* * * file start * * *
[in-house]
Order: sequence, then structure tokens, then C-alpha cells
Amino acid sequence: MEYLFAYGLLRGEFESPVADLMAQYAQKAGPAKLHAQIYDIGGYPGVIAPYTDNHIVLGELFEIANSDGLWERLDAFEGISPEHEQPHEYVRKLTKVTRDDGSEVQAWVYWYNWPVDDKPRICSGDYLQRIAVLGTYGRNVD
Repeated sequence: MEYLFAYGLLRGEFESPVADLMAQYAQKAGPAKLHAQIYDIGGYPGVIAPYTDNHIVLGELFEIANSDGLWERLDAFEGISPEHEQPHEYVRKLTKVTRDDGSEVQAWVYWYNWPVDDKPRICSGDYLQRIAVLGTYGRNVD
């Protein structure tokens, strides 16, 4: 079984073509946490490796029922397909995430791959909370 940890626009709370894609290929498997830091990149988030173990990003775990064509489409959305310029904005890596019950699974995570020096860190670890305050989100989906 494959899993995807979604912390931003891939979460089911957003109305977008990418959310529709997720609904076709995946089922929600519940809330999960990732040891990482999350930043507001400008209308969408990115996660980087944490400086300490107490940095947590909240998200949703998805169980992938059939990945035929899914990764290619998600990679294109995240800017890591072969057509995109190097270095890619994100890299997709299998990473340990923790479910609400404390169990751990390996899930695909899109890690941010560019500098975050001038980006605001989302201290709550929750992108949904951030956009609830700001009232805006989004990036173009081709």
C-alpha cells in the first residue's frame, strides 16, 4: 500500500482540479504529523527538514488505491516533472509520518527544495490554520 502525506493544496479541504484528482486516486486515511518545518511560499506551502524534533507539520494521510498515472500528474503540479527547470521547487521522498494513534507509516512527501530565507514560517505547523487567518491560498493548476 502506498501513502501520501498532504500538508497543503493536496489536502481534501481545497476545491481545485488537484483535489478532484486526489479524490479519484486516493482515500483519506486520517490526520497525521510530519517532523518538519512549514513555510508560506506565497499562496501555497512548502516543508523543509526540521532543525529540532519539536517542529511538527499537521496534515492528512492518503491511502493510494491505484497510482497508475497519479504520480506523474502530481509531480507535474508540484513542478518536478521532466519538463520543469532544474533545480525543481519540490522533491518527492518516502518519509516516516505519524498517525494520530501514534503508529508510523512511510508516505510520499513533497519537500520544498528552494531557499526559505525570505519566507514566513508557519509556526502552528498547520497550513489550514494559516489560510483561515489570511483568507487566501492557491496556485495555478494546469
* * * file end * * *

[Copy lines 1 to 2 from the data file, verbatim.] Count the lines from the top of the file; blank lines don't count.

[in-house]
Order: sequence, then structure tokens, then C-alpha cells